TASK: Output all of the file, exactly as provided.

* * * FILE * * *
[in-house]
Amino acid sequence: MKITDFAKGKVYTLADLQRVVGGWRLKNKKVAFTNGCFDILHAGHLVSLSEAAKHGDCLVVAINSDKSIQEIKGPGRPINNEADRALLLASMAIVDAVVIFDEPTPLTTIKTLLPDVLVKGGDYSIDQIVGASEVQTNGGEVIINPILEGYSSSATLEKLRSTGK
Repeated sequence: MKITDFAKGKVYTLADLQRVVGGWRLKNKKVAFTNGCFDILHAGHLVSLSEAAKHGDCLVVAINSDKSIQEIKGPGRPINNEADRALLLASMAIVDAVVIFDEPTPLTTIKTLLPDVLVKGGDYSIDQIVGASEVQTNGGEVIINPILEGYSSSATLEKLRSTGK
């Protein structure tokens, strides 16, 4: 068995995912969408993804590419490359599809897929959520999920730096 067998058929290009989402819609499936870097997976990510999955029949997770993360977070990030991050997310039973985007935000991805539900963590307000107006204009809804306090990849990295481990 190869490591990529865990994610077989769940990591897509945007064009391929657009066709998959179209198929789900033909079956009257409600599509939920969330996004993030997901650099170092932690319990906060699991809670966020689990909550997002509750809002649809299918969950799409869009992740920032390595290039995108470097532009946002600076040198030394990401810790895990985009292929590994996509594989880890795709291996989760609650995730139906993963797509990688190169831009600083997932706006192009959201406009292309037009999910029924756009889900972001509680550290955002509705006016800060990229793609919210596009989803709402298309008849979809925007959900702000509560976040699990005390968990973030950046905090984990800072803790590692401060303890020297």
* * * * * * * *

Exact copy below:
[in-house]
Amino acid sequence: MKITDFAKGKVYTLADLQRVVGGWRLKNKKVAFTNGCFDILHAGHLVSLSEAAKHGDCLVVAINSDKSIQEIKGPGRPINNEADRALLLASMAIVDAVVIFDEPTPLTTIKTLLPDVLVKGGDYSIDQIVGASEVQTNGGEVIINPILEGYSSSATLEKLRSTGK
Repeated sequence: MKITDFAKGKVYTLADLQRVVGGWRLKNKKVAFTNGCFDILHAGHLVSLSEAAKHGDCLVVAINSDKSIQEIKGPGRPINNEADRALLLASMAIVDAVVIFDEPTPLTTIKTLLPDVLVKGGDYSIDQIVGASEVQTNGGEVIINPILEGYSSSATLEKLRSTGK
């Protein structure tokens, strides 16, 4: 068995995912969408993804590419490359599809897929959520999920730096 067998058929290009989402819609499936870097997976990510999955029949997770993360977070990030991050997310039973985007935000991805539900963590307000107006204009809804306090990849990295481990 190869490591990529865990994610077989769940990591897509945007064009391929657009066709998959179209198929789900033909079956009257409600599509939920969330996004993030997901650099170092932690319990906060699991809670966020689990909550997002509750809002649809299918969950799409869009992740920032390595290039995108470097532009946002600076040198030394990401810790895990985009292929590994996509594989880890795709291996989760609650995730139906993963797509990688190169831009600083997932706006192009959201406009292309037009999910029924756009889900972001509680550290955002509705006016800060990229793609919210596009989803709402298309008849979809925007959900702000509560976040699990005390968990973030950046905090984990800072803790590692401060303890020297």